Saturday, November 29, 2014

The Shootist (1976) ****1/2

“I won't be wronged. I won't be insulted. I won't be laid a hand on. I don't do these things to other people, and I require the same of them.” This is the memorable credo of J.B. Books, the gunfighter played by John Wayne in his last film, which happens to be one of the best westerns ever made.

As the tale begins, Books is diagnosed with cancer, with only a few weeks left to live. His physician, Dr. Hostetler (Jimmie Stewart), explains that the end will be very painful, not relieved even by the laudanum he prescribes. He wraps up this grim prognosis with the advice, “I would not die such a death...if I were as brave as you.” With this heavy weight on his shoulders, Books finds himself a room in a boarding house and settles in to die as peacefully and anonymously as he can. Unfortunately, Books's fame precedes him, and soon every hard case in town is out for a chance to kill the famous gunfighter.

Until I saw “The Shootist,” I thought that “True Grit” was John Wayne's best film, but I think “The Shootist” may be better. This was Wayne's last film, and he had already lost a lung to cancer. He was perfectly suited to play ”a dying man, afraid of the dark.” Wayne's gift to the film is that he underplays it, saying as much with silence or with his eyes as he does with words. The movie starts with a history of the Books character, using footage from old John Wayne movies to depict his many gunfights. After that footage it is fittingly shocking to see the wrecked, old gunfighter limping into Dr. Hostetler's office, clutching the pillow he has to sit on. Many fans may prefer to remember Wayne as the strapping, young hero of those earlier films, but I think he is beautiful in his age and infirmity, facing a grimmer enemy than any gunman.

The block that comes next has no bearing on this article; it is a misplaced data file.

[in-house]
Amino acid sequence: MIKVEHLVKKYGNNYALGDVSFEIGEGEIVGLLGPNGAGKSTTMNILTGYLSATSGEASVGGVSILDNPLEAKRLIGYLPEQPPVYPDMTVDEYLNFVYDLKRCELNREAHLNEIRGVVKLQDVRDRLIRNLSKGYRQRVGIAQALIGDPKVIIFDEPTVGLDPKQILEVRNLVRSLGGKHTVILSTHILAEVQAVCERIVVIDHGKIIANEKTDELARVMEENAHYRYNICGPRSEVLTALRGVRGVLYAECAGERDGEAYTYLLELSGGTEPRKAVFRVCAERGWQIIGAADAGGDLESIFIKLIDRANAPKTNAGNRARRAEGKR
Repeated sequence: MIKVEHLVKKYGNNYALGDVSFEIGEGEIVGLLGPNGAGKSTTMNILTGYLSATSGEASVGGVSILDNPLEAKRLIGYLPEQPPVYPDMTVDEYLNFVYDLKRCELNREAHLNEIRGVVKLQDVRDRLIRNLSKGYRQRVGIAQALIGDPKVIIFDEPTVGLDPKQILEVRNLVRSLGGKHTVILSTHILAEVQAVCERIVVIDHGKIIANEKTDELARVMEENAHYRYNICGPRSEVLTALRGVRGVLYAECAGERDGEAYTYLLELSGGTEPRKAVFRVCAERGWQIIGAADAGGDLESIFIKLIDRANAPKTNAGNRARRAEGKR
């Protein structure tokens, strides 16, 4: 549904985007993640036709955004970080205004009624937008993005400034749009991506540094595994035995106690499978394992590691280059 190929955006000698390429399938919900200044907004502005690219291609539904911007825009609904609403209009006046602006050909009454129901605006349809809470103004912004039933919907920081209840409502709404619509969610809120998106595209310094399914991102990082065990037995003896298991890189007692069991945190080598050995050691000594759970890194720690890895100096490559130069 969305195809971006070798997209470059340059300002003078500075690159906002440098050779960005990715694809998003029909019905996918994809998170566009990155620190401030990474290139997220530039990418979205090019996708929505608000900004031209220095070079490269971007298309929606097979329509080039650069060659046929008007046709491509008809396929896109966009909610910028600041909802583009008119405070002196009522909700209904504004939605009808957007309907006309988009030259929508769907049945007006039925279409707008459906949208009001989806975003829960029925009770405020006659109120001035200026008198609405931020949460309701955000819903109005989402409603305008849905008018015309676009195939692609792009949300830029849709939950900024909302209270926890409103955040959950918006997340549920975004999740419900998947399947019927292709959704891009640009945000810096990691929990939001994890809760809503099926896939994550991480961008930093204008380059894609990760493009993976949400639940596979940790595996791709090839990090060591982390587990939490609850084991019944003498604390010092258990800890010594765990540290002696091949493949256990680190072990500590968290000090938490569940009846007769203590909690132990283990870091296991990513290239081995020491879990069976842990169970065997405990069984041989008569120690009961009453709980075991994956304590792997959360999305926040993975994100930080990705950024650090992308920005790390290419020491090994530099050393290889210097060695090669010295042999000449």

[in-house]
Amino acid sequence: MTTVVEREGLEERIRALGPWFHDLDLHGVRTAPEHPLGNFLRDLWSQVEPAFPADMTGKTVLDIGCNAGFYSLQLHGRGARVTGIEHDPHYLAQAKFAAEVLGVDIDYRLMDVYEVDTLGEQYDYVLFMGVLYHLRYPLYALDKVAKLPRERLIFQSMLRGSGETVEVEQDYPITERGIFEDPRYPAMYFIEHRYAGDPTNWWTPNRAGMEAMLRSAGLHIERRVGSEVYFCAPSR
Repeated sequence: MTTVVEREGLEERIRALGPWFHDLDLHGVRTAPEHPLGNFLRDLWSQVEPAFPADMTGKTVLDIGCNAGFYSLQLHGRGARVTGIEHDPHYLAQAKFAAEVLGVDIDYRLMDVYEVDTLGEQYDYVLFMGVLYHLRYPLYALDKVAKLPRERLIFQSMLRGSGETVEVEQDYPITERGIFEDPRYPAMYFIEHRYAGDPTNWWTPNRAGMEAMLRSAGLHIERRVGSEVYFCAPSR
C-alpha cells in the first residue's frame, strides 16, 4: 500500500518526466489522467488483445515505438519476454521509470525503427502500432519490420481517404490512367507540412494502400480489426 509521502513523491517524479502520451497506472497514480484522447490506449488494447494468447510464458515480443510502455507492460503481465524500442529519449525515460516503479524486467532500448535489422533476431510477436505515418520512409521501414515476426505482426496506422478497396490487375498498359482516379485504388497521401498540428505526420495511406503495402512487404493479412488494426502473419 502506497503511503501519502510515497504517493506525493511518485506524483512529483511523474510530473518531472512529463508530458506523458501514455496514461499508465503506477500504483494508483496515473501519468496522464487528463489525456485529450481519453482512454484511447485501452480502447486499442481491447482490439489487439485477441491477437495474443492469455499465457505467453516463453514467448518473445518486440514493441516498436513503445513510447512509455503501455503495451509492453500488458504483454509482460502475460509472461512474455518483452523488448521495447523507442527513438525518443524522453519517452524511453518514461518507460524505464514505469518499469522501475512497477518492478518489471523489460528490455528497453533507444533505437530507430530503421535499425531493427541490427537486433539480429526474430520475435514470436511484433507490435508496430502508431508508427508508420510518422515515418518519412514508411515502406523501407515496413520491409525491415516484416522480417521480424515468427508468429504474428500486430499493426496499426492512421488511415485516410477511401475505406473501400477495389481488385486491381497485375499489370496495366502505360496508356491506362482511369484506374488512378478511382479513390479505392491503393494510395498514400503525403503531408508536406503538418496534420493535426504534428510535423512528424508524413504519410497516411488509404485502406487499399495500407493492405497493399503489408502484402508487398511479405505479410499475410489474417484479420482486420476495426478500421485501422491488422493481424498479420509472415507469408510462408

“The Shootist” is great, but it is not a perfect film. Ron Howard gives an okay performance as a young man enamored of gunfighters and tough guys, who ultimately learns that violence is not the answer. That storyline is just a little trite. The other weak link in the movie is Harry Morgan, who plays the town marshal who wants Books gone. His character doesn't actually make a lot of sense, and neither does Morgan's performance.

Otherwise, the film is a catalog of great performances. Stewart's Dr. Hostetler is perfect. Laren Bacall is stunning as Bond, the widow who runs the boarding house. With her steely eyes and manner, she matches Wayne scene by scene. Even lesser roles are played by talented actors, such as Hugh O'Brien as the gambler Pulford, and Bill McKinney, who plays Jay Cobb with the perfect mix of meanness and cowardice. According to the the making-of documentary on the dvd, casting this film was easy. Everyone in Hollywood wanted a chance to be in what could be John Wayne's last movie. I am envious of Wayne. Not many people are lucky enough to have their last work turn out to be their best.

4.5 stars out of 5

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